As Butler Community College (El Dorado, Kan.) prepares for Sunday’s Citizens Bank Bowl, visions of last season bounce through the head of Demarcus Lawrence.
Last year’s Citizens Bank Bowl proved to be the national championship game, and Butler lost to Navarro College (Corsicana, Texas), 13-12, in freezing temperatures. While this year’s game isn’t for a national title, the feeling of being so close yet so far is enough motivation for Lawrence and the rest of the Butler teammates who returned for their sophomore seasons.
“It is very different now, because I had a lot of things to learn last year,” Lawrence said. “Now I know our playbook inside out, but I also believe my coaches molded me into a good leader.
“It’s my turn to lead my troops, and I won’t let them down.”
Butler (10-1) will attempt to be on the winner’s side when the game ends Sunday, as they face Trinity Valley Community College (Athens, Texas) in a clash of top-10 teams. The Grizzlies have won 10 consecutive games and enter Sunday ranked No. 3 in the NJCAA Top 20 poll.
Trinity Valley (8-2) will compete in its first bowl game since 2005. The Cardinals are ranked No. 10 nationally.
Lawrence, a 6-foot-4, 240-pound defensive end with 4.6 speed in the 40-yard dash, leads the team with 67 tackles, 11 ½ sacks and four fumble recoveries, one for a touchdown. He and the rest of the defense will have to bring their A game in order to take down a Trinity Valley team that has scored 55 or more points three times.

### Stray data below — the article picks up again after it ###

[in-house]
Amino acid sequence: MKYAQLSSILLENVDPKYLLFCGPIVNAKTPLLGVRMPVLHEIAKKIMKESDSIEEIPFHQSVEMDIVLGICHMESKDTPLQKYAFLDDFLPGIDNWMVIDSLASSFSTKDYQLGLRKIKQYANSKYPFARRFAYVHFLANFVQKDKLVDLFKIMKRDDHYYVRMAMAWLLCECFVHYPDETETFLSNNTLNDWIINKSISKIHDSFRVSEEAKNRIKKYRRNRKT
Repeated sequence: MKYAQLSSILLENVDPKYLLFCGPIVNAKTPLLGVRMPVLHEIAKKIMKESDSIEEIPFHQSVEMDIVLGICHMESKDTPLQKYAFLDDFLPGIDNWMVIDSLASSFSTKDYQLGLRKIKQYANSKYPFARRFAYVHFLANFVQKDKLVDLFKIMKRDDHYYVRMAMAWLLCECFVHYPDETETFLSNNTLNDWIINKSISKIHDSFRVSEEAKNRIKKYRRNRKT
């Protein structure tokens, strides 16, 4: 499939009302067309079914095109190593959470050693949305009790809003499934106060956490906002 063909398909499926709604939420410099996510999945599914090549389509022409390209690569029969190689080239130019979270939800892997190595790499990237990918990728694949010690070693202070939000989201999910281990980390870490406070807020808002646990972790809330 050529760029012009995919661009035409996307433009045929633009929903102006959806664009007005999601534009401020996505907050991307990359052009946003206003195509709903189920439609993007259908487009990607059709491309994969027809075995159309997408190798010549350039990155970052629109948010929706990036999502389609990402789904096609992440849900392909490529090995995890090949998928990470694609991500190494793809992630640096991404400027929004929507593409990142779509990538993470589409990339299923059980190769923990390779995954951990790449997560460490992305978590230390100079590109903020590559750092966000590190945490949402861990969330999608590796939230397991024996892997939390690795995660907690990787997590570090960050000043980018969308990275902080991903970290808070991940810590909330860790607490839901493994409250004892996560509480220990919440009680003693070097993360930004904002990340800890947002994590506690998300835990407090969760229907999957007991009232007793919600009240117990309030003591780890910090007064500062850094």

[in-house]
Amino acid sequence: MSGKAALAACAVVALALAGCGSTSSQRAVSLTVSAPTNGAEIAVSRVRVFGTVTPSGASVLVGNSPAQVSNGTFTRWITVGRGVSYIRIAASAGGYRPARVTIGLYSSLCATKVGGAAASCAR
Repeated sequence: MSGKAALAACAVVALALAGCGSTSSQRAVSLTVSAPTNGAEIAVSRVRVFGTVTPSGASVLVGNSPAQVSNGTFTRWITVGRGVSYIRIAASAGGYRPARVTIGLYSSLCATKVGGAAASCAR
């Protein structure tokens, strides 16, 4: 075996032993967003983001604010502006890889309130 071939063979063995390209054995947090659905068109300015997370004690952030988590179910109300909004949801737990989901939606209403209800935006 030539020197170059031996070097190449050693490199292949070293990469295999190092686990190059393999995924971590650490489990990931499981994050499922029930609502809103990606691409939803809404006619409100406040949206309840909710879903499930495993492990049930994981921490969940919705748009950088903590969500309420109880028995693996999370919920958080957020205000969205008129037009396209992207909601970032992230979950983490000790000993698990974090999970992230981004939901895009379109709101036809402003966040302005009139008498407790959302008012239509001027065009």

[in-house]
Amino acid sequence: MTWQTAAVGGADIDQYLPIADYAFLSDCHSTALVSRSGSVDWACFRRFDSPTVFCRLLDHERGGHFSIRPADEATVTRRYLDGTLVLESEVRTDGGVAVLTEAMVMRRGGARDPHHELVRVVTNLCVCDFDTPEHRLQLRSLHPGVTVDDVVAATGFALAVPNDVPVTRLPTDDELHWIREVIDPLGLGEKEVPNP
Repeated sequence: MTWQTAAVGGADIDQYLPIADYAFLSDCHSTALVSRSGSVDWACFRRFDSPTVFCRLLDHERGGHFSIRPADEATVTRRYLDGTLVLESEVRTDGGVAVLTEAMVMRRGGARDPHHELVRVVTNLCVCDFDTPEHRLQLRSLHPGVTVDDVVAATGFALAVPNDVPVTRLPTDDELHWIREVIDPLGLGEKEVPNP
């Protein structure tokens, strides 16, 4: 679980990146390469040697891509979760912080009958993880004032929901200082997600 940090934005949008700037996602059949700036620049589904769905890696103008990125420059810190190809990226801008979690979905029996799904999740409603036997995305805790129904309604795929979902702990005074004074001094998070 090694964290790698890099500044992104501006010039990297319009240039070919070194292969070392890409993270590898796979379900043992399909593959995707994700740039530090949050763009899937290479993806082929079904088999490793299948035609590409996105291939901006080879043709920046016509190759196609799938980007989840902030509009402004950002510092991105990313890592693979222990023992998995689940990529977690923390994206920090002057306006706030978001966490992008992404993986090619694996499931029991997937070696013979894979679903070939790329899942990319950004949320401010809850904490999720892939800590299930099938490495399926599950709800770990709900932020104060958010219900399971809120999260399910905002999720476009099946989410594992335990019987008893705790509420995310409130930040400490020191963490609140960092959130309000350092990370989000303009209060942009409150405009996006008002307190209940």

The Cardinals feature one of the country's most consistent quarterbacks running the offense in Tucker Carter. A sophomore, Carter was named the Southwest Junior College Football Conference’s Offensive MVP. Defensively, Trinity Valley has several BCS-caliber players, including defensive tackle and recent Kansas commit Ty McKinney.
“Our guys in the locker room always stay focused and quiet before the storm,” said Lawrence, who currently holds offers from South Florida and Boise State. “Coach [Troy Morrell] always tells us to save the hooting and hollering for during the game.”
While Butler’s defense will look to shut down Trinity Valley, its offense is looking to make a statement of its own. Quarterback Chandler Whitmer, a transfer from Illinois, has 2,822 yards and 24 touchdowns and was named an all-Kansas Jayhawk Community College Conference selection.
Whitmer’s primary target is 6-foot, 170-pound sophomore receiver Kendall Wrenn, someone who knows Trinity Valley well. Wrenn, another all-KJCCC selection with 55 catches for 1,159 yards and 12 touchdowns, played his high school ball at Kaufman, Texas, which is located roughly a half hour away from the Trinity Valley campus.
“Last year, I was more of a fourth receiver. I got playing time, but I got nervous,” said Wrenn, who has offers from Louisiana Tech, Memphis, Bowling Green, Middle Tennessee State and Ohio. “I had never played in front of that many people before. Now that I’ve experienced it, I know what it’s all about, and I know what it takes. I won’t let my team down.
“We’ve been telling everybody ‘One-11,’ which is all 11 players, one heartbeat. We’ve got to have each other’s backs.”
Both Lawrence and Wrenn said the team doesn’t speak much about last year’s loss in the bowl game, but the end result still resonates in the back of their minds. Defeating a team like Trinity Valley – a team that has beaten defending champion Navarro this season – will help exorcise last year’s demons.
“I want to finish this season with a win with my team,” Lawrence said. “These guys made me a better player on and off the field, and I need to show how good I can really be by showing off every aspect of my game.”
Wrenn added: “Last year was last year. We’re focused on Sunday.”